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Conjoined twins are three times more likely to be female than male. Some are successfully separated through surgeries. Other live connected together throughout their lives. Some hypothesize the condition is caused by a fertilized egg not completely separating. Others believe the fertilized egg completely separates but that stem cells from one twin find similar cells on the other twin, fusing them together. Most conjoined twins are fused from the upper chest to the lower chest although some are joined via other body parts.
The earliest known depiction of conjoined twins dates back to ceramics from the Moche culture in Peru from around the year 300 AD. St. Augustine of Hippo also wrote about conjoined twins in 450 AD in his book, City of God. It is unclear, however, if these descriptions and depictions were fictional or not. The earliest known documented case of conjoined twins dates to 942 AD when a pair was brought from Armenia for medical evaluation in Constantinople.
Some other early descriptions of conjoined twins exist, such as from Arabia and England but the vast majority of case have been documented in the 20th century and beyond. This includes Chang and Eng Bunker (1811-1874) who were born in Siam (now Thailand) and thus became known as “Siamese twins.”
|The Famous Siamese Twins|
One of the most interesting descriptions is the title, “A Relation of a Monstrous Birth.” Such a description, while likely apt to the doctor who delivered the baby, would never be allowed in medical journals today because it would be considered offensive and pejorative. Because English was written and spelled differently back in the 1600s, I will offer a modern translation of some parts of the article.
The first thing the author noted is that “It had two heads,” which sounds more like a sci-fi movie title to describe a monster (e.g., “It Came From Beneath the Sea”) rather than the opening line of a medical article. Modern journals would stick to using the gender, which in this case was female. Also interesting is that the name of the mother (Joan Peto) is listed, which would never be allowed today due to confidentiality protections. She is also described as the wife of a butcher.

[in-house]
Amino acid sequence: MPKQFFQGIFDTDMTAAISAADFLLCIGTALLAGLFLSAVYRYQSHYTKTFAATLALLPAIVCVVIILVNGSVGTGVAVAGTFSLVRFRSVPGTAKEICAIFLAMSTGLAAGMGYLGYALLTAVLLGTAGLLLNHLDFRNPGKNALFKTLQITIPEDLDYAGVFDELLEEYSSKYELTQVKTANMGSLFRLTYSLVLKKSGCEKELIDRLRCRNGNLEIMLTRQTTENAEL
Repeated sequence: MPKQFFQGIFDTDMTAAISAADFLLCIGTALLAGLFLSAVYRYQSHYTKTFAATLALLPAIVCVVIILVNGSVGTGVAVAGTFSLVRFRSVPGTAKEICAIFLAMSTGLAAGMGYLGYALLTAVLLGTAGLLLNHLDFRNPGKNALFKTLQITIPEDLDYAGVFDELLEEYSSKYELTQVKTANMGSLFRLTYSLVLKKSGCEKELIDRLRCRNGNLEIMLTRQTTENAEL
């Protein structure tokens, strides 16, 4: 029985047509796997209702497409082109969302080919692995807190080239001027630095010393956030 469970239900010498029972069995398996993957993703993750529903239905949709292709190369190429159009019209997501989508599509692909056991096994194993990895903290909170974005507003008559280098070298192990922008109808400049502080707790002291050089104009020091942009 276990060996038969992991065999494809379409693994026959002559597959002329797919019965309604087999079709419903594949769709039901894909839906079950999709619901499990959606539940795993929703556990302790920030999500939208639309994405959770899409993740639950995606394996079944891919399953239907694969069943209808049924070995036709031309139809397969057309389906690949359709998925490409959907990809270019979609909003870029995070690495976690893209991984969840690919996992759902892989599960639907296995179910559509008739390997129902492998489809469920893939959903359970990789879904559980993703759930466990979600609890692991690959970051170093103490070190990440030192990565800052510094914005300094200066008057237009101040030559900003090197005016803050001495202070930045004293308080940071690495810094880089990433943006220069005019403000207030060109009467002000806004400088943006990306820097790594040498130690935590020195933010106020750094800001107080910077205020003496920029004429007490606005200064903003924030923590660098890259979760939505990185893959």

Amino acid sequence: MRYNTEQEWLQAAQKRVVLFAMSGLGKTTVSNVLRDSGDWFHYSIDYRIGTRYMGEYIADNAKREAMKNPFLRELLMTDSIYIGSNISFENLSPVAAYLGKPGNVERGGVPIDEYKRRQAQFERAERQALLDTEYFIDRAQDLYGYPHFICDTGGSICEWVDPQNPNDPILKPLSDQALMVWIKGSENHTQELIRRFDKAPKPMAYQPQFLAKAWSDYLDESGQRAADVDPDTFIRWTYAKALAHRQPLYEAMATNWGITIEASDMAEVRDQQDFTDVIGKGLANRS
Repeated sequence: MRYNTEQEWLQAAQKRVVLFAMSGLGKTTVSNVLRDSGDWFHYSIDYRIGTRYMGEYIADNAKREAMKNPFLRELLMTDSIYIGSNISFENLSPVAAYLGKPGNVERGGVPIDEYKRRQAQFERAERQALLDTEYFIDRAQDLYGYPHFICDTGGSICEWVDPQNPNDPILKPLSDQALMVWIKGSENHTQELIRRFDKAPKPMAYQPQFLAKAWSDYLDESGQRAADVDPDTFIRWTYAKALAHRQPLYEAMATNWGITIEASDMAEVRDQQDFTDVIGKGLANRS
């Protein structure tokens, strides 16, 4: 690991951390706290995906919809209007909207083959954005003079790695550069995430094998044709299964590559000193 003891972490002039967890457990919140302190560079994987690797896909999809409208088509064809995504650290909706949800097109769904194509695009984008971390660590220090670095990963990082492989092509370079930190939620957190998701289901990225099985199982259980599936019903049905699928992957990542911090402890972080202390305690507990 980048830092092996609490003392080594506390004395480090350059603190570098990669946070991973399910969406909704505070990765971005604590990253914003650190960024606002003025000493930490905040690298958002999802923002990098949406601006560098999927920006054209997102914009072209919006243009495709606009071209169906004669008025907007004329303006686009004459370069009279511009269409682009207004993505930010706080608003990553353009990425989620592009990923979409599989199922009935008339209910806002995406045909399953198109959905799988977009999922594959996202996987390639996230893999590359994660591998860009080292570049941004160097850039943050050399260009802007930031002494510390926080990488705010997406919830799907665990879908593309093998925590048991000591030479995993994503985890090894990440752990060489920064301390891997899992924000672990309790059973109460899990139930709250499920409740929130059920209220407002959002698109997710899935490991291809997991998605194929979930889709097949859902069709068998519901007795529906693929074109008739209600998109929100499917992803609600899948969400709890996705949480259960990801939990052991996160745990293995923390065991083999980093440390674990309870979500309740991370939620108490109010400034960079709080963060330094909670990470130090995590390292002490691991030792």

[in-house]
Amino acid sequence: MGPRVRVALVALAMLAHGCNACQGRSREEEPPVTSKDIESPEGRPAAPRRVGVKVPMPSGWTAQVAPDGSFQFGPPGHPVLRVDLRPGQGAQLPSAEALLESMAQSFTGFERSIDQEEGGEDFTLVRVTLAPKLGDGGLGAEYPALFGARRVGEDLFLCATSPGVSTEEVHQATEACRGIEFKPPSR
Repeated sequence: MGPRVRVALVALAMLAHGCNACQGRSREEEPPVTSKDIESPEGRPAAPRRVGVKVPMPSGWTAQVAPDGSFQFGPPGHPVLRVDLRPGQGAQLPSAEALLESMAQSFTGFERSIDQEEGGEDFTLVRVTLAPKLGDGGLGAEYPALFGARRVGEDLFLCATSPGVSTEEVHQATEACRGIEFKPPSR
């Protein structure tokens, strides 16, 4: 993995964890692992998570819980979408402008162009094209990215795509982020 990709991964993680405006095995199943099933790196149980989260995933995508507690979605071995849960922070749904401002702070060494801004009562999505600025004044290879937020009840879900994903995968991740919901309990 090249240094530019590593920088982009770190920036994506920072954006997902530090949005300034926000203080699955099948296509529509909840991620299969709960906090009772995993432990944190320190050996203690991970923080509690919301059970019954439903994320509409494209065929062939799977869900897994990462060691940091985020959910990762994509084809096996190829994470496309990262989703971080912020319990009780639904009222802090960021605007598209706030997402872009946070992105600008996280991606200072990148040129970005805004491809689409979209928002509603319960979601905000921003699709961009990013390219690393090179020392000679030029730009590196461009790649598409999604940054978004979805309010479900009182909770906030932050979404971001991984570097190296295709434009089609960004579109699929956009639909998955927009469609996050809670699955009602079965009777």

Both of the heads were described as very well-shaped, which is not unusual if this was a full-term delivery. The left face looked swarthy (dark-skinned) and did not breath. The right head was perceived to breathe but not cry. Thus, one side appeared to be a stillbirth with the other side surviving to birth. The left head was bigger. This type of discordance between the left and the right is not uncommon in conjoined twins, likely due to genetic, environmental, and abnormalities in the placenta and/or in the circulation of the fetus.
The author says that between the heads was a protruberance, like another shoulder. The clavicles and breast were very large, about seven inches wide. The conjoined twins were of the parapagus variety, meaning they were fused side by side with a shared pelvis. There were two hands and two feet, although other conjoined twins are known to be born with four hands and feet. The brain in each head was described as very large, indicating that the heads must have also been quite large, perhaps macrocephaly (abnormally large head), which is a known malformation in some conjoined twins. There were also two spinal cords, two pairs of lungs, and two hearts (on each side of the chest, the left heart being bigger). The lungs on the left were blackish and the other lungs looked well.
The esophagus was divided into two branches, with one branch projecting to each throat. There was one aorta (the main artery in the human body) and vena cava (two large veins that bring blood to the heart). The aorta and vena cava were divided into two parts, bringing blood to both hearts in the shape of a Y.
There were also two stomachs. One was shaped naturally but the other was shaped like a “great bag,” resembling what would be found in a cow or sheep. The intestines contained a substance like meconium (early feces), similar to newborns. The intestines were also large, as was the liver, spleen, uterus, and left kidney. Overall birth weight was 8 pounds. It is unknown what happened to the conjoined twin who was breathing.
Reference: Morris, S. (1677). A Relation of a Monstrous Birth, Made by Dr. S. Morris of Petworth in Suffex, from His Own Observation: And by Him Sent to Dr. Charles Goodall of London; Both of the Colledge of Physicians, London, Philosophical Transactions, 138, 961-62.